1. Kennedy, Maureen Shawn MA, RN

Article Content

Prolonged bed rest is known to have unhealthful consequences in healthy people. Considering the roughly 1 million pregnant women each year who are assigned this treatment, there has been little research on the effects of antepartum bed rest on women's health in the postpartum period (the period immediately after birth until six weeks). To look for such effects, nurse researchers at the Frances Payne Bolton School of Nursing in Cleveland, Ohio, studied 106 women with singleton pregnancies who were hospitalized for pregnancy complications; the study subjects remained on bed rest for an average of 20 days before delivery. A checklist was used to assess for 35 separate physiologic and psychological symptoms.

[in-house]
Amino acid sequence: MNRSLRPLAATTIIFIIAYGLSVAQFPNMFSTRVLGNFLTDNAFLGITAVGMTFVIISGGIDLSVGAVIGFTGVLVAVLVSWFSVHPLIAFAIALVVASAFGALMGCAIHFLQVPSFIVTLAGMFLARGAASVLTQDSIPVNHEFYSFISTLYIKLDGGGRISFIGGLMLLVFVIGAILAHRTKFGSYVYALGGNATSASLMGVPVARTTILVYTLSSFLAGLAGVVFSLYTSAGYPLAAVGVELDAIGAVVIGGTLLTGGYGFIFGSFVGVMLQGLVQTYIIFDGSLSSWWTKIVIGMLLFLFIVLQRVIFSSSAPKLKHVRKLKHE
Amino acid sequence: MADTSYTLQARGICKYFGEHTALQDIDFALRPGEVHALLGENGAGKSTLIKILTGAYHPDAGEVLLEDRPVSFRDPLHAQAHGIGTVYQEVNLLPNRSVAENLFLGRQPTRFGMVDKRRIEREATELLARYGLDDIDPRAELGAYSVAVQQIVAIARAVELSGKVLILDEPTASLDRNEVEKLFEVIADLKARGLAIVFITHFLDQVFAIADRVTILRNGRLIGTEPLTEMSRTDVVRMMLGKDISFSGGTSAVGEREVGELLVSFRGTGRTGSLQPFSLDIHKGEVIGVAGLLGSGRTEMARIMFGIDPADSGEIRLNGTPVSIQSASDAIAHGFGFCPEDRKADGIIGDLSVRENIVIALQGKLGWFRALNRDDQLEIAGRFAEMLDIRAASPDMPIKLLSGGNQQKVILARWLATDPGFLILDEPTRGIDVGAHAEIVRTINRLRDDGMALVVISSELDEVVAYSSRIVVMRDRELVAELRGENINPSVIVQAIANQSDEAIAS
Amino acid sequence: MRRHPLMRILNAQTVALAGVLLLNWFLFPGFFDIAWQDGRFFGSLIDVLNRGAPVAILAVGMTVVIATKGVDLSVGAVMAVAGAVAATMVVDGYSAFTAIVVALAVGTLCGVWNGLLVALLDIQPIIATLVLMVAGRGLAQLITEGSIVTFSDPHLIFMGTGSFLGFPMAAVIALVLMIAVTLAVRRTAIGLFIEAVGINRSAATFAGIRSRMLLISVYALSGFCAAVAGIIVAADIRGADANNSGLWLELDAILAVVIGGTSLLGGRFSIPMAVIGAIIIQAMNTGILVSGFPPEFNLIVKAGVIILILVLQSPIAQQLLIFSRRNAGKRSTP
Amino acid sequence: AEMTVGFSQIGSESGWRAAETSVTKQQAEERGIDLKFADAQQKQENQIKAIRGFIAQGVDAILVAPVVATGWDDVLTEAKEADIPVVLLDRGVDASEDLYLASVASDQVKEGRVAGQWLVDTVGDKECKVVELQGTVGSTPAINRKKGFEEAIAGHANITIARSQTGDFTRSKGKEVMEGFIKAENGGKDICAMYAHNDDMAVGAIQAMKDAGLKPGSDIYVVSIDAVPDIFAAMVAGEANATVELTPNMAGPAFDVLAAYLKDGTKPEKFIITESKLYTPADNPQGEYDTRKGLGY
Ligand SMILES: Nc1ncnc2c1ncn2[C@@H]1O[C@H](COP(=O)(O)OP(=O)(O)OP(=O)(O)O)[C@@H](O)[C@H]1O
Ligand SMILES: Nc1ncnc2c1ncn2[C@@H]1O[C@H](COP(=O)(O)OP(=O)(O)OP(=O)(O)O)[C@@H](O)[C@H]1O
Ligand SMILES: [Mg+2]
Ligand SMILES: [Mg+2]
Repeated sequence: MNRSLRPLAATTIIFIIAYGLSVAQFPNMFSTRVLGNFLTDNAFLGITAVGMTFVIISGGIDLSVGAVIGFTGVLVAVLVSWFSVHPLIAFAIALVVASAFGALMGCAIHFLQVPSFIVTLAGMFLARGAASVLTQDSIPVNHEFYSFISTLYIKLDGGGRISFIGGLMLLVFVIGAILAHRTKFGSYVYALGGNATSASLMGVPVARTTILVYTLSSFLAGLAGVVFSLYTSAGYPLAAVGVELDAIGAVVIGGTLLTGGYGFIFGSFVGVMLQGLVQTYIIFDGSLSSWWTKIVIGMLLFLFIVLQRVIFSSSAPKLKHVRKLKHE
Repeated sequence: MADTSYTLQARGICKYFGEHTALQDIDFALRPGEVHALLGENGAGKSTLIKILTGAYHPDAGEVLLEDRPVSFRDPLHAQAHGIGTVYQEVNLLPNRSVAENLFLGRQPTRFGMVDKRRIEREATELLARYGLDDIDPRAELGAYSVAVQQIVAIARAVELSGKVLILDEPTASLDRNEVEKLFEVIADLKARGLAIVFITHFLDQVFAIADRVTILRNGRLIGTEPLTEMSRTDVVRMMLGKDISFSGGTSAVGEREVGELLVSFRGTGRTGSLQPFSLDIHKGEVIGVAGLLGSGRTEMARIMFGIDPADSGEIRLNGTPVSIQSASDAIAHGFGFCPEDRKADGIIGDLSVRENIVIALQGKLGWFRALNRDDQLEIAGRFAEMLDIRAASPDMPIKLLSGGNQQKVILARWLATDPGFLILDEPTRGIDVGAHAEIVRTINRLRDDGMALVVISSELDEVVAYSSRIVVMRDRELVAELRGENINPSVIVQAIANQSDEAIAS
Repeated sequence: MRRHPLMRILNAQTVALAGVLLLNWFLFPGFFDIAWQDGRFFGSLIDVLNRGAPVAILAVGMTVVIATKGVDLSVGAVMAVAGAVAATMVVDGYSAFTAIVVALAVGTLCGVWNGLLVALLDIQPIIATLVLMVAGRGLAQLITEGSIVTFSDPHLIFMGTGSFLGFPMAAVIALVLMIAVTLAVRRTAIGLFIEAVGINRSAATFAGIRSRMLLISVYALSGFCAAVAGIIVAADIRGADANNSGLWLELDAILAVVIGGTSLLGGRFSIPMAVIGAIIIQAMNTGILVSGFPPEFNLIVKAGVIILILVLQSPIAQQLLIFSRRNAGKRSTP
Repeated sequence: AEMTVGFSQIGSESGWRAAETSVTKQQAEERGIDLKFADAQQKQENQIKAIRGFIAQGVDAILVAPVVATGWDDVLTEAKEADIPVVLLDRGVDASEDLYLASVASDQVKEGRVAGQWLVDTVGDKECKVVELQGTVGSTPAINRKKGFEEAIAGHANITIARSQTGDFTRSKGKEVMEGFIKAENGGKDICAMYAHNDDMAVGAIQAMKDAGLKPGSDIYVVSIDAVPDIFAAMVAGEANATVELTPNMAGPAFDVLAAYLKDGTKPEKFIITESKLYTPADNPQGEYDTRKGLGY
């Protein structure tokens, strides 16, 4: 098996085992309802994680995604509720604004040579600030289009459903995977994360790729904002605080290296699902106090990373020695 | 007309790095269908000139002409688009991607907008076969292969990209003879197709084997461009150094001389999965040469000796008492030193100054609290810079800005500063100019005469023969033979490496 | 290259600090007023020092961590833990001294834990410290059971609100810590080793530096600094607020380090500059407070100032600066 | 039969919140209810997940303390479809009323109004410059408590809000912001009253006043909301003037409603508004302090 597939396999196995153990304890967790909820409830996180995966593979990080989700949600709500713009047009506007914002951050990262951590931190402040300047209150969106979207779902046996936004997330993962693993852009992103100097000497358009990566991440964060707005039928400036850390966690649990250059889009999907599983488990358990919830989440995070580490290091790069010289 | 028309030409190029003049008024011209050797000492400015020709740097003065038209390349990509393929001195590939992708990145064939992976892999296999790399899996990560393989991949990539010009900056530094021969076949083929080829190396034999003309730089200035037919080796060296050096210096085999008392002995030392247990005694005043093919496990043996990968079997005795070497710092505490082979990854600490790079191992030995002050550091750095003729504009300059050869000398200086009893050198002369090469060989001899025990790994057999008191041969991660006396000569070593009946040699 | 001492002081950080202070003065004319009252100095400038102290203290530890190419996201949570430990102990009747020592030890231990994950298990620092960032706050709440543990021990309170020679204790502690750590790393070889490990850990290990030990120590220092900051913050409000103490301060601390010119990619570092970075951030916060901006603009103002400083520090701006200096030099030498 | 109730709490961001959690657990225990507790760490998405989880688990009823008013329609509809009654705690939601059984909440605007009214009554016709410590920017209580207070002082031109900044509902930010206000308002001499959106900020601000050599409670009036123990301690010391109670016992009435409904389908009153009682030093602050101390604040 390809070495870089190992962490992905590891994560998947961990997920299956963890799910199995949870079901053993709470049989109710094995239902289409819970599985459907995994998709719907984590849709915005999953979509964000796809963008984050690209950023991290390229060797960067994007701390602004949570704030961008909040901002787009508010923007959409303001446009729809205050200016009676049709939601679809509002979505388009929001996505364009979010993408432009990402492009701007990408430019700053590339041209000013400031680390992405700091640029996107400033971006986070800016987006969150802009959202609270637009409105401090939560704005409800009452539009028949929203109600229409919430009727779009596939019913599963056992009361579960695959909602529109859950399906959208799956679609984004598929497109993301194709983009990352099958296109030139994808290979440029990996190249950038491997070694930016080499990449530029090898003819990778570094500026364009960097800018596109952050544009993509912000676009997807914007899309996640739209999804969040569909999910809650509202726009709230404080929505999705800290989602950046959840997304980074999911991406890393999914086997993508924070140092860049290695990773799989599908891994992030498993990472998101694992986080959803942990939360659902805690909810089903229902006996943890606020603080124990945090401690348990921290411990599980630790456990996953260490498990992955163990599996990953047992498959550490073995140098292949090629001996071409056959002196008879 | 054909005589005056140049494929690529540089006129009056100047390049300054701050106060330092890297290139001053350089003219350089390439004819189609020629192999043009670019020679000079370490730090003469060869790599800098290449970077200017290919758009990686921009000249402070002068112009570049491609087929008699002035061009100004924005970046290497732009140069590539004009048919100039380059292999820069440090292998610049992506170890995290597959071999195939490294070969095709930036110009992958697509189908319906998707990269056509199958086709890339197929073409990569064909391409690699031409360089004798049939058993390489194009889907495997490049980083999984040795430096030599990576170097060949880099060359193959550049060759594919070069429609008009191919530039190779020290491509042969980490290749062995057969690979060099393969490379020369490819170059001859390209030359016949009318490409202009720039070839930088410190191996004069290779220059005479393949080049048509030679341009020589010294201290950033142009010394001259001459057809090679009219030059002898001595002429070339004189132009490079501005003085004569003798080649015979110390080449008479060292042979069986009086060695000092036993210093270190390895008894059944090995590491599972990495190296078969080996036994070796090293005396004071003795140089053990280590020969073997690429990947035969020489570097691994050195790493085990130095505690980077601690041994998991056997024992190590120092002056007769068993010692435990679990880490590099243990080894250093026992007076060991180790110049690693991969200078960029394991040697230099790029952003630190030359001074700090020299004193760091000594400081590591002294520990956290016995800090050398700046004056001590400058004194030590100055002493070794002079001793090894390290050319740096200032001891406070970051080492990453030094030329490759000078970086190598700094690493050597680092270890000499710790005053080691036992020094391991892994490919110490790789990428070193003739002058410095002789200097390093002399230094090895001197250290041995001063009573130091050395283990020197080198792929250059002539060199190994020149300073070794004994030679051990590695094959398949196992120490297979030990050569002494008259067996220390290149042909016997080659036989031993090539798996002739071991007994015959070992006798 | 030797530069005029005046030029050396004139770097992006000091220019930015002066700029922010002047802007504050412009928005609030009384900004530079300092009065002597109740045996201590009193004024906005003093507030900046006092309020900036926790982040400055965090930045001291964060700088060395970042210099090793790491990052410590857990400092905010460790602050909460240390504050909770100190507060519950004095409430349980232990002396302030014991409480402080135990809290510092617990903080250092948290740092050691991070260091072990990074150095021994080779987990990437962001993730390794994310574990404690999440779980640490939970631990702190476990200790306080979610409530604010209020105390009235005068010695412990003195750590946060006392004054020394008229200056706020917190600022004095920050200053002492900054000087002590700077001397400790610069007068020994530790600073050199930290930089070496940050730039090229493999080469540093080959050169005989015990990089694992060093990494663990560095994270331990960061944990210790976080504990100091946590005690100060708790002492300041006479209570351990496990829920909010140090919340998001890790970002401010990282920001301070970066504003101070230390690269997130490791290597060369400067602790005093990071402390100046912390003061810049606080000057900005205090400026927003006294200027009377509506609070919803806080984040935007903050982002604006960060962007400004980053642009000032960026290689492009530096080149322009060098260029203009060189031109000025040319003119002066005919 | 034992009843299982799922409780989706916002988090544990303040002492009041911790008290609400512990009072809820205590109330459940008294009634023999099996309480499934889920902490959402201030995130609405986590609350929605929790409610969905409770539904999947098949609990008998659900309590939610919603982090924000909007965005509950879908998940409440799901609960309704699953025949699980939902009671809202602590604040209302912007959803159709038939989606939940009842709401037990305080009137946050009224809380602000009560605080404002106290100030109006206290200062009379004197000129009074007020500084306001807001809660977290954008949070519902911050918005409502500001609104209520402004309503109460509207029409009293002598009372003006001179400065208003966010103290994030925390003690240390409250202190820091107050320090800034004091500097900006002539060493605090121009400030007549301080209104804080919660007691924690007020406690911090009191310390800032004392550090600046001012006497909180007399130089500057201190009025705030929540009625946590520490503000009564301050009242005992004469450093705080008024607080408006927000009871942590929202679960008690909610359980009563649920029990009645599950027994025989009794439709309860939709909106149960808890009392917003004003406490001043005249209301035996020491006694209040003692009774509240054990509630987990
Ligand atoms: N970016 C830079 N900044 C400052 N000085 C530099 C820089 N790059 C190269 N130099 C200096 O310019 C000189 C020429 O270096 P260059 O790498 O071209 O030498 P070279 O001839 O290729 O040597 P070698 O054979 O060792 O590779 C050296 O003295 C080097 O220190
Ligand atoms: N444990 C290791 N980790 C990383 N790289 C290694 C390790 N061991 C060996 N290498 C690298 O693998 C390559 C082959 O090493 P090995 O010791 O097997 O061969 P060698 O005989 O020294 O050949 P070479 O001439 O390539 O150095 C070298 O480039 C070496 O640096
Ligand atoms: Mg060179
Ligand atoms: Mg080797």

The women reported an average of more than 12 symptoms in the first two days after delivery, but this number declined by nearly half at six weeks. The total number of postpartum symptoms correlated with length of time on antepartum bed rest. The most frequently reported symptoms across the postpartum period were mood changes, fatigue, tenseness, dry skin, back-muscle soreness, difficulty with concentration, and headache. Other symptoms, such as nasal congestion, indigestion, poor appetite, dizziness, and shortness of breath, were more common in the early assessments but had diminished by six weeks. The authors conclude that "early postpartum discharge . . . may not be advisable, as women must recover not only from birth but from bed rest." They suggest careful, early ambulation, with rehabilitation if necessary; they also suggest that these women need counseling on what to expect during the recovery period.


Maloni JA, Park S. J Obstet Gynecol Neonatal Nurs 2005;34(2):163-71.